We've recently encountered a number of malicious spam messages with PDFs attached. The PDFs themselves are not malicious as they don't contain executable code, but they do contain images with underlying URI actions. The image, if clicked, will open the browser at the specified URL. What follows is an analysis of one of these samples.
Let's start with the email. We only saw a single instance of this message, which indicates to us that it was a low volume campaign. An analysis of the header trail showed the message originated from a real AOL webmail account.
Underlying the image is a URI action that opens a browser and loads a URL.
The tinyurl redirects to the following web page:
Here we were presented with an alert:
Once we click OK, we're presented with a fake Adobe ID sign-in page.
The form duly accepted some gibberish we entered, which suggests that it's just part of the ruse and not actually harvesting credentials. Anyway, after convincing us we needed to view a secure PDF document online, we were now asked to download a Word Doc file!
Once we save the document and try to open it...what's that? Another blurred image and instructions to enable content:
So, in addition to bad English, the document contains a macro. We must be getting close now. Let's have a look at the macro which we extracted with oledump.py. As we might expect, the code is obfuscated, but with the use of URLDownloadToFileA and ShellExecute we can surmise that this code is downloading a file and executing it.
Essentially, when the document is opened this macro downloads a file to the temp directory and executes it. Line 36 shows a long string to be decrypted with the Decrypt function on line 49. The decrypt function first reverses the string, and then applies a simple -1 letter substitution cipher to the ASCII characters, so f becomes e and y becomes x and so on. This reveals the string:
Upon downloading that file, we had problems getting the sample to run in the lab. It complained about .Net, and then refused to run even after we installed .Net. However, a static analysis of the binary (MD5: 5bb68067ca34e94b875b3c56e3b31e48) revealed a layered, obfuscated .Net dropper that installs Kazy Rootkit and DarkComet RAT, a well-known Remote Access Trojan.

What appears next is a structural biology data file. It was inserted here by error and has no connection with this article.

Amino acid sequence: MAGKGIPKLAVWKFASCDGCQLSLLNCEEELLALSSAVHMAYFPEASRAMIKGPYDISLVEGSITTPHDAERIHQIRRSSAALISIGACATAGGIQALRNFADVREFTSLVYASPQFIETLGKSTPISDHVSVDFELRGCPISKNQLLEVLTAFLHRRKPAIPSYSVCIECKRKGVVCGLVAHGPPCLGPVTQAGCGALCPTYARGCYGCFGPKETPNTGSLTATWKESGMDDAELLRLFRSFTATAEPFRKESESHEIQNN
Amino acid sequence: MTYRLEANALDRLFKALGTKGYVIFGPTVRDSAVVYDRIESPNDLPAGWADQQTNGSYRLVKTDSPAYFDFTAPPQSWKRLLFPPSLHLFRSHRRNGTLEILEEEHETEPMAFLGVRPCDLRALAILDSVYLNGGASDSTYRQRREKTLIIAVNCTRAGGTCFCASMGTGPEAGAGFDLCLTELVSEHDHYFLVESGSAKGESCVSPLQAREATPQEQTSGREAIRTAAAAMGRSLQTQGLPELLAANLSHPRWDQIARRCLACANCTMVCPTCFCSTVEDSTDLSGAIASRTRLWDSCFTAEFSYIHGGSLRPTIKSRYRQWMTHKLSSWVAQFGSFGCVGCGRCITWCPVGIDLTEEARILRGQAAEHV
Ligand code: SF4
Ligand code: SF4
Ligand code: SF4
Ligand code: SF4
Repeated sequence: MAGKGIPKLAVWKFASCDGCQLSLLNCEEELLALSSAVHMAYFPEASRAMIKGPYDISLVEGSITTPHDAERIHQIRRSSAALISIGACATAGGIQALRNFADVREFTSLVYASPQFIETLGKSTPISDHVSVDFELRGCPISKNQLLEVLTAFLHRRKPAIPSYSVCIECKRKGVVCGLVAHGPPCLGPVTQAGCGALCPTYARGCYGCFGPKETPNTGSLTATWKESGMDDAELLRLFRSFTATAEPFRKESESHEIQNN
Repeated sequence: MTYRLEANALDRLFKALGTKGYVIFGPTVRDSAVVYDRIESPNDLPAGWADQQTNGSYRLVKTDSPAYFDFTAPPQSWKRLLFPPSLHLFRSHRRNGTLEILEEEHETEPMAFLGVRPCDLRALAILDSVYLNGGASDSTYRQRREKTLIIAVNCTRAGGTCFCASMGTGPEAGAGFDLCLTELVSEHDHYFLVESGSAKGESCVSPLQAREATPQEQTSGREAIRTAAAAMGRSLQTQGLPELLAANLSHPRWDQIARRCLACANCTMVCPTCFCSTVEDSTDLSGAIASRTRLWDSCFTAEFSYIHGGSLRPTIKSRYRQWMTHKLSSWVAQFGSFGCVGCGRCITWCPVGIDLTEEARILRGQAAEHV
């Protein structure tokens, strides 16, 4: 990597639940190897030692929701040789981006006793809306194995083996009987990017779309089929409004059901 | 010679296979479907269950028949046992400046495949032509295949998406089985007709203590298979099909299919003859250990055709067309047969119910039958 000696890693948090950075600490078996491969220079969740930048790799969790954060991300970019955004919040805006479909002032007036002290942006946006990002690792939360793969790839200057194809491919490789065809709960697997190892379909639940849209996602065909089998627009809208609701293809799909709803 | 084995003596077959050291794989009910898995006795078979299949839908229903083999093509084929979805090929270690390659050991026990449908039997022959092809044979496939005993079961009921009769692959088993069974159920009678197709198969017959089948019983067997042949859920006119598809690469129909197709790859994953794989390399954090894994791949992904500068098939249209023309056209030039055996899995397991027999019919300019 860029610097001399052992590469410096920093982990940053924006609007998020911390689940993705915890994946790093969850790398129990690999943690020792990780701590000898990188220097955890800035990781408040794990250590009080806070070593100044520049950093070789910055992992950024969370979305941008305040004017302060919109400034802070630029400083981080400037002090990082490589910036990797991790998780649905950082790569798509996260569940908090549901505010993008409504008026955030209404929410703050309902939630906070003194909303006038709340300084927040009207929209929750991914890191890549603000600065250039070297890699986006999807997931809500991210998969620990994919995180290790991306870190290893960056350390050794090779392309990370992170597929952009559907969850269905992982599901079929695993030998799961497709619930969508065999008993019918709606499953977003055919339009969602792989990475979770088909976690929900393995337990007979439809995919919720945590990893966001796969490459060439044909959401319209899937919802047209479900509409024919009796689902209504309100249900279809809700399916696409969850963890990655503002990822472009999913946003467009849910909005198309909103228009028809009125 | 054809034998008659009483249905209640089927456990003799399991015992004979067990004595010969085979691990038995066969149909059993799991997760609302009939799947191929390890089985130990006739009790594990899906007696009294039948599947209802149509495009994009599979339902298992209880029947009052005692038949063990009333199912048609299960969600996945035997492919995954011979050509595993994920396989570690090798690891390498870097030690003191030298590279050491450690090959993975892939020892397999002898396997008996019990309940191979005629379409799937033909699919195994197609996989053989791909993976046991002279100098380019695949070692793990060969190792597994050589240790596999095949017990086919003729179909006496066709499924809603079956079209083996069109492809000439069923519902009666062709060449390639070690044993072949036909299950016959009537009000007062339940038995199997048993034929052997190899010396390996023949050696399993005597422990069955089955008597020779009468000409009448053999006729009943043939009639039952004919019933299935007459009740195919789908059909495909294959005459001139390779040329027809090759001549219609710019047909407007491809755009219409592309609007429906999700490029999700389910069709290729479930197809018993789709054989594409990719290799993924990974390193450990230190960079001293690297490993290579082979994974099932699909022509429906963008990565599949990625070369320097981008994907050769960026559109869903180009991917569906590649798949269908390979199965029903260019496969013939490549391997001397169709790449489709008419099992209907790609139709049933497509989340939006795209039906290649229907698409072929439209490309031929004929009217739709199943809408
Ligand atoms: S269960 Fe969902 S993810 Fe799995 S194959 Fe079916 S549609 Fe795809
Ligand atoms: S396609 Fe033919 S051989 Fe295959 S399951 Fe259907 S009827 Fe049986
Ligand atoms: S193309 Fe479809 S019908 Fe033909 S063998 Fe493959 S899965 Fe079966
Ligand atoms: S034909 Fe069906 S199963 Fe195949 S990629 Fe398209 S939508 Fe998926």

In summary, this type of email attack, where seemingly innocent PDFs contain clickable images that lead to a chain of other nastiness, appear to be on the increase. This is most likely because PDFs are ubiquitous and offer a way for attackers to bury their URLs to potentially bypass email gateway scanning. In this particular case, the use of an additional Word document was also puzzling, as it could have easily been used as the original email attachment. But, the manager of this campaign may be aware that email gateways are getting good at blocking macro-based Word malware, which has been extremely prevalent over the past year or so. Perhaps too, the attacker wanted to reuse their already-existing Word malware, and opted for advertising the location of the Word document via the link in the PDF. Even if the malware did run properly, we can't imagine this campaign being very successful for the attacker. It's multi-stage and interactive nature requires a tenacious victim indeed, with just the right software and options enabled. Most people would be suspicious well before the Word document stage.
We have protections in place in the Trustwave Secure Email Gateway for this and other similar campaigns that we have seen.